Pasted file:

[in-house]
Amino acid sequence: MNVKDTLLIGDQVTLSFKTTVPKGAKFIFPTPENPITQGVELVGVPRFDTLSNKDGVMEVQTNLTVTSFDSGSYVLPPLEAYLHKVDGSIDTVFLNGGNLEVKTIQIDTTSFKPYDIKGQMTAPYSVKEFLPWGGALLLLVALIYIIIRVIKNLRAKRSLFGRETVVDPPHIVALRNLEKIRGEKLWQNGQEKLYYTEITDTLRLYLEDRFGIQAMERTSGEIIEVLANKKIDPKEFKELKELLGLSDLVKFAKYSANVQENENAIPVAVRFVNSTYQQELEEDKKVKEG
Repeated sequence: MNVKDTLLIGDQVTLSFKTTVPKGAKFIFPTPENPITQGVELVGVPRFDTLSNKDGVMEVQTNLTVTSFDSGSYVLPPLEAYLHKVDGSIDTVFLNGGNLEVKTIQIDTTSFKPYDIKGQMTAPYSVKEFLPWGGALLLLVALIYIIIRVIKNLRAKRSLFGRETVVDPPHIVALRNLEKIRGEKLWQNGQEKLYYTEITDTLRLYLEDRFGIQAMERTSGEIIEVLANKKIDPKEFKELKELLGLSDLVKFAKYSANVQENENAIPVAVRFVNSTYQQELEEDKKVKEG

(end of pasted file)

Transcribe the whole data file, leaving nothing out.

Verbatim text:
[in-house]
Amino acid sequence: MNVKDTLLIGDQVTLSFKTTVPKGAKFIFPTPENPITQGVELVGVPRFDTLSNKDGVMEVQTNLTVTSFDSGSYVLPPLEAYLHKVDGSIDTVFLNGGNLEVKTIQIDTTSFKPYDIKGQMTAPYSVKEFLPWGGALLLLVALIYIIIRVIKNLRAKRSLFGRETVVDPPHIVALRNLEKIRGEKLWQNGQEKLYYTEITDTLRLYLEDRFGIQAMERTSGEIIEVLANKKIDPKEFKELKELLGLSDLVKFAKYSANVQENENAIPVAVRFVNSTYQQELEEDKKVKEG
Repeated sequence: MNVKDTLLIGDQVTLSFKTTVPKGAKFIFPTPENPITQGVELVGVPRFDTLSNKDGVMEVQTNLTVTSFDSGSYVLPPLEAYLHKVDGSIDTVFLNGGNLEVKTIQIDTTSFKPYDIKGQMTAPYSVKEFLPWGGALLLLVALIYIIIRVIKNLRAKRSLFGRETVVDPPHIVALRNLEKIRGEKLWQNGQEKLYYTEITDTLRLYLEDRFGIQAMERTSGEIIEVLANKKIDPKEFKELKELLGLSDLVKFAKYSANVQENENAIPVAVRFVNSTYQQELEEDKKVKEG